Luculus 0038 Although, Waterside Inn is 30 years with three stars but this still doesn’t stop Alain getting nervous, he said: “I am worried yes as we all know the way the guides work, nobody knows what can happen. The star is a work of a team but you have to be cautious as you could lose a star the following year.” For Michel however he’s “focused on the daily running of the restaurant” rather than worrying about cooking for the guides which he feels some chefs focus too much on. He said: “I do think that many young chefs get caught up in the vortex of wanting to please and tick boxes because they believe that’s the way these inspectors want food to be presented and served and it’s wrong. “Cooking should be from the heart and an expression of yourself and how you feel and should be for your customers. I’m sure if you were to interview someone from the Michelin Guide they would second my opinion and say that’s the most important thing.” Michel and Clare aren’t however dismissing the recognition that Le Gavroche and Restaurant Gordon Ramsay have received from Michelin. Michel said: “The guide is of great importance, I think it has huge respect and huge value but other guides as well. We need them in many respects, we need media and recognition so whatever way that comes we have to take it.” Alain Roux also feels that the guide is the “most respected” and understands the business it can bring. He said: “We all know the star brings you a lot, not only personally but for the team and for the business”. However knowing what is needed in order to stay at the top of the guides Alain isn’t too sure.Alain Roux on the terrace 9851 He said: “It’s difficult to say what cooking at that level means, I’m not sure what that means. It’s difficult I think for anybody to explain what cooking three star food is. “People who have three stars are generally cooking what they like but at the same time respecting the customer, as at the end of the day the customer is travelling and spending a fair amount of money and service.” Although Michel has a clearer idea of what he thinks the guides are looking for, he said: “The guides are looking for consistency and great cooking first and foremost, but you’ve got to be within your times as well, for example in the 80s nouveau cuisine was all the rage, and that style of food was recognised as high end and worthy of three Michelin stars.” Clare agrees that times change and so must the food being served in order to remain at the top level. She said: “A three star restaurant ten years ago isn’t the same as a three star restaurant today – the level continues to improve and go up. restaurant gordon ramsay dishes“Investing in your team and continuous development never stops, every plate that leaves the kitchen - the discipline is tremendous; you’ve got to have that every single day. You’ve got to be 100% focused to maintain those three stars and to evolve it at the same time; it’s a real dedication.” However it’s this dedication that Clare, Michel and Alain all believe needs to be celebrated, they know it’s inevitable that a new one star is going to gain the publicity, as Michel explains: “It’s newsworthy isn’t it, a restaurant that gains a star will hit the news in the same sense that the critics will go to a new restaurant and not one that has been around for 40 – 50 years”, but it’s important nonetheless, as Clare says, to get the news out there. She said: “I think to win a star or get that recognition is a big achievement and it’s nice that people are celebrated for doing that. “Generally it’s good news and its good publicity for them, it makes everyone realise who they are.”Marinated var salmon with lemon and vodka jelly - Le Gavroche Alain echoes this although does believe those that have retained their stars for a number of years should be celebrated in this way too. He said: “There aren’t many restaurants that have achieved stars for so long, I think we should celebrate this. It’s important to do it but in terms of more fuss? It’s not the World Cup or the Olympic Games but it’s something that should be done nevertheless.” Celebrating Michelin stars should be celebrated no matter the level but it’s definitely not all about the newbies as Clare agrees with Alain and said: “I think some of the guys that hold on to their stars are more comfortable in their position but getting the news out there is really important and letting everyone know that the restaurant is at that level.” By Aimee Davis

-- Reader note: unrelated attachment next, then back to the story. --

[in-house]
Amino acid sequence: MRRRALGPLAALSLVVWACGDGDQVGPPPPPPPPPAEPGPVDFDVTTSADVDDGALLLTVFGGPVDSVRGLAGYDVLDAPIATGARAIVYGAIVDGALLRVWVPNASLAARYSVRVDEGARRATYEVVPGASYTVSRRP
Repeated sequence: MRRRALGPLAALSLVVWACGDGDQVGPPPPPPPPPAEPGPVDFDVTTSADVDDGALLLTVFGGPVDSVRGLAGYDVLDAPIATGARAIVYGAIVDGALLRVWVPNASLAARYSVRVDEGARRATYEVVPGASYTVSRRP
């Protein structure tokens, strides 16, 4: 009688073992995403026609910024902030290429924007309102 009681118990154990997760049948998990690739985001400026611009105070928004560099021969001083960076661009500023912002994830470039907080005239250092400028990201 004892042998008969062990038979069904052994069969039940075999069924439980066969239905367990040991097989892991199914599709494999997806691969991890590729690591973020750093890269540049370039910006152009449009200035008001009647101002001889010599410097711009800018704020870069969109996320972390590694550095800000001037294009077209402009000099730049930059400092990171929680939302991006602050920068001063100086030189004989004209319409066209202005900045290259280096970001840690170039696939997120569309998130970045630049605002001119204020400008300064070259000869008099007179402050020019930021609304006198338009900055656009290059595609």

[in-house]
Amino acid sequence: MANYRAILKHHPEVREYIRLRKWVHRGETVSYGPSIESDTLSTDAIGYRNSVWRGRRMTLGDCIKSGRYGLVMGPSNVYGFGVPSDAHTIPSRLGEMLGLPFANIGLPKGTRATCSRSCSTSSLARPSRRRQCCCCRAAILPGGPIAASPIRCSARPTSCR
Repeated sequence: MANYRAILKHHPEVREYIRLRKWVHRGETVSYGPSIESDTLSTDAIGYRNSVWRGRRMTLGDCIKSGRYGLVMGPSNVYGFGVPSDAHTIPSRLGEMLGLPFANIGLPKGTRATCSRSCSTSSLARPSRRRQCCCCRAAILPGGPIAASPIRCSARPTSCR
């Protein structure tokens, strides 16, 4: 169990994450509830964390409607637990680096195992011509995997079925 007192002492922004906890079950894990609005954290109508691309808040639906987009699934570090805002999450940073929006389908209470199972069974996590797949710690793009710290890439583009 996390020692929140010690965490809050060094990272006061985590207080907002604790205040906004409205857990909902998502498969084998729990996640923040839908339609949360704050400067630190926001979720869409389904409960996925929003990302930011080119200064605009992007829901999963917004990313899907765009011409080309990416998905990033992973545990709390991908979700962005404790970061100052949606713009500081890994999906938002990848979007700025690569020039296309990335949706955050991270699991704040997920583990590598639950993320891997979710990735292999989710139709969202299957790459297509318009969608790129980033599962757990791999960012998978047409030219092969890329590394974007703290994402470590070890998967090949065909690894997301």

>>>With the Michelin Guide 2016 coming out tomorrow read what food writer Andy Hayler thinks about Michelin and which restaurants he is championing this year.

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The  Staff Canteen

The Staff Canteen

Editor 16th September 2015

Michelin Guide: It's not all about the newbies